Bianca Goddard, the daughter of an unstable alchemist, makes her living as an apothecary, but when her father comes to her for help, she finds she cannot refuse. He has discovered a powerful new element, one that can create light and heat, but it has been stolen.
When a woman’s body is found, green smoke pouring from her mouth, Bianca believes that her own mother may be involved. But as her husband is recruited to fight for the King in Scotland, the pregnant Bianca finds herself in pursuit of a deadly murderer.
Sorry, going to need to be quick with this one – with Brian Flynn taking up much of my spare time at the mo, plus school being very hectic as exam season approaches, I’ve not that much time for general blogging. I read the book that preceded this one, Death At St Vedast, a while ago, and thought I’d take a look at the follow up.
There are a few plot threads going on here – while the alchemy is basically trial-and-error chemistry, there is a mystical element in the form of the Rat Man – and there are times when I could have done with a glossary for some of the terms. There is one, by the way, but it’s at the end of the book. A note for ebook makers – put the glossary at the front. Just saying.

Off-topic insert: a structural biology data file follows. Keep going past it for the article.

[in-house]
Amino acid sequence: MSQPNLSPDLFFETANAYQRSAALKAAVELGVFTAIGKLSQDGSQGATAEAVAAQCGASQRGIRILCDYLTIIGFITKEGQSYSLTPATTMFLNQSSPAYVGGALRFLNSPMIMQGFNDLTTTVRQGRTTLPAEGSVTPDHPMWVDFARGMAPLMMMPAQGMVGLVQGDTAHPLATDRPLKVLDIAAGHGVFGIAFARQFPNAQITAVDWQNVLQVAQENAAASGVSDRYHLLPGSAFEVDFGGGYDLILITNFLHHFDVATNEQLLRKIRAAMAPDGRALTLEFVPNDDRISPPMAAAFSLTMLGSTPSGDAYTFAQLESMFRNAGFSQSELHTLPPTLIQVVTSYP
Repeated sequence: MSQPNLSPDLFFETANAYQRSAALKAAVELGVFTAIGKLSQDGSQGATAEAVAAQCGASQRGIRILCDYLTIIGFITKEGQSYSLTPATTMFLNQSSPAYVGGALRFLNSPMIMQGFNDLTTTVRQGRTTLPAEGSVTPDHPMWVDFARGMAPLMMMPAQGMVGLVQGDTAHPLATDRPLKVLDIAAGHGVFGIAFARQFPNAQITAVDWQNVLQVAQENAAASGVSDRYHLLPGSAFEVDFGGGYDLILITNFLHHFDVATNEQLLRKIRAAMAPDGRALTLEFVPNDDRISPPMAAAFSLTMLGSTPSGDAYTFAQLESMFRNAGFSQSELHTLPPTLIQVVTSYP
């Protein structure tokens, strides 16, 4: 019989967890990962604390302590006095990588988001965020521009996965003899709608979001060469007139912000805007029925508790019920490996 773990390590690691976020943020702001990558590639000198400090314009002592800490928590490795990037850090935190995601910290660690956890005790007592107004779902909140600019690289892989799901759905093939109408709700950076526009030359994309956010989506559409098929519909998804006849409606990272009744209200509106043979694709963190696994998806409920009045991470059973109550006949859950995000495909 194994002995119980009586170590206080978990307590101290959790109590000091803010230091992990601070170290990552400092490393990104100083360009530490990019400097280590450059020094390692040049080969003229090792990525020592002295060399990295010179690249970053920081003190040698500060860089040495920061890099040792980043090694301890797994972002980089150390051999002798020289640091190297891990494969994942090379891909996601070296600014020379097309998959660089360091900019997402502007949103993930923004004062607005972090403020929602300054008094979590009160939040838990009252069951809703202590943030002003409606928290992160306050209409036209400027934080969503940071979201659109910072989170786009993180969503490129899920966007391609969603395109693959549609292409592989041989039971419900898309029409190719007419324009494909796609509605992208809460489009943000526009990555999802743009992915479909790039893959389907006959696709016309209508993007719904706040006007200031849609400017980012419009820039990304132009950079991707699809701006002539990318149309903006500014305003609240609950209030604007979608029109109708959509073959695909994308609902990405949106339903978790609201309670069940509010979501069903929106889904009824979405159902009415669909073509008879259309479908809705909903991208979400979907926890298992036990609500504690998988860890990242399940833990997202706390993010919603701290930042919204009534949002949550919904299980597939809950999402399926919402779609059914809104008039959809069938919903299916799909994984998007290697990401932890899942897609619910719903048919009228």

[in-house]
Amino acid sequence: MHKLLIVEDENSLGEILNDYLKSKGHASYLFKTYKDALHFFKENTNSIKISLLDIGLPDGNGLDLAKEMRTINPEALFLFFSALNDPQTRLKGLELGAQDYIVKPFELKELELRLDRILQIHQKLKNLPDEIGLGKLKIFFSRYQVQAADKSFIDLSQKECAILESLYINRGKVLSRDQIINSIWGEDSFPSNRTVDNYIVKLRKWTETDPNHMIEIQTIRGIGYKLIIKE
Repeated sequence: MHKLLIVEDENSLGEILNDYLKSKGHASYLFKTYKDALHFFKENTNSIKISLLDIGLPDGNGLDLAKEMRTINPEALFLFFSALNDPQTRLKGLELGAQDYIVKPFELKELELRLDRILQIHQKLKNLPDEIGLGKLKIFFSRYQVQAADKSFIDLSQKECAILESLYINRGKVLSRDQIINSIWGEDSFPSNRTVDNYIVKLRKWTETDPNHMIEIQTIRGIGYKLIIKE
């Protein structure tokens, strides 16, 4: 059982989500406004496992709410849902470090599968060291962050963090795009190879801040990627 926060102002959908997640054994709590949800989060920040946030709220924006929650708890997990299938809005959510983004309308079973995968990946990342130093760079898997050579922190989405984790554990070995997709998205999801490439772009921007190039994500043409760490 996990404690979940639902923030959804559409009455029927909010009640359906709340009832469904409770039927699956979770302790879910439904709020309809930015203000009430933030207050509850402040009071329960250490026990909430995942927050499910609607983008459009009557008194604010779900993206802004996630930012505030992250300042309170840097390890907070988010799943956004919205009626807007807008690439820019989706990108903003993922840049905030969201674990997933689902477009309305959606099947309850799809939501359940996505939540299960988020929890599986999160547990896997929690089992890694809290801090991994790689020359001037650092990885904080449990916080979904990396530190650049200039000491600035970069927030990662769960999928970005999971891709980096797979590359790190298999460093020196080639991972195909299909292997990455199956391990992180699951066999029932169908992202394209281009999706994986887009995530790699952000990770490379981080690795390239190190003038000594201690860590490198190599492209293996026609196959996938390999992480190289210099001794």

Fans of historical novels should enjoy this one. I would have preferred the mystery element to take more of a prominent role but it is an engrossing read and fans of the series will enjoy this one.
1954? I was only 7, but you’d think I would have noticed all the alchemists… 🙂
Oh, you couldn’t move for them if you were in the right place. But there were more in 1594 – thanks for pointing it out!
What rinaldo302 said, although I see you’ve now done the correction. 🙂
A pity, really. My first reaction on seeing the date 1954, as per your email alert, was that I quite fancied a recent mystery set in the mid-1950s. But then . . .
1594 doesn’t help either: England was ruled by Queen Elizabeth. Or has her husband been recruited to fight for King James VI of Scotland?
Yup, thought it was too late when I changed it but didn’t bother checking it. It’s 1544. Does that work?
I saw the date 1544 when I checked in Amazon, before my first inquiry. But after your reply, having been fussy once, I didn’t want to chime in again and become truly unbearable.
LikeLiked by 1 person
Oh, feel free to point out my incompetence whenever you feel like it…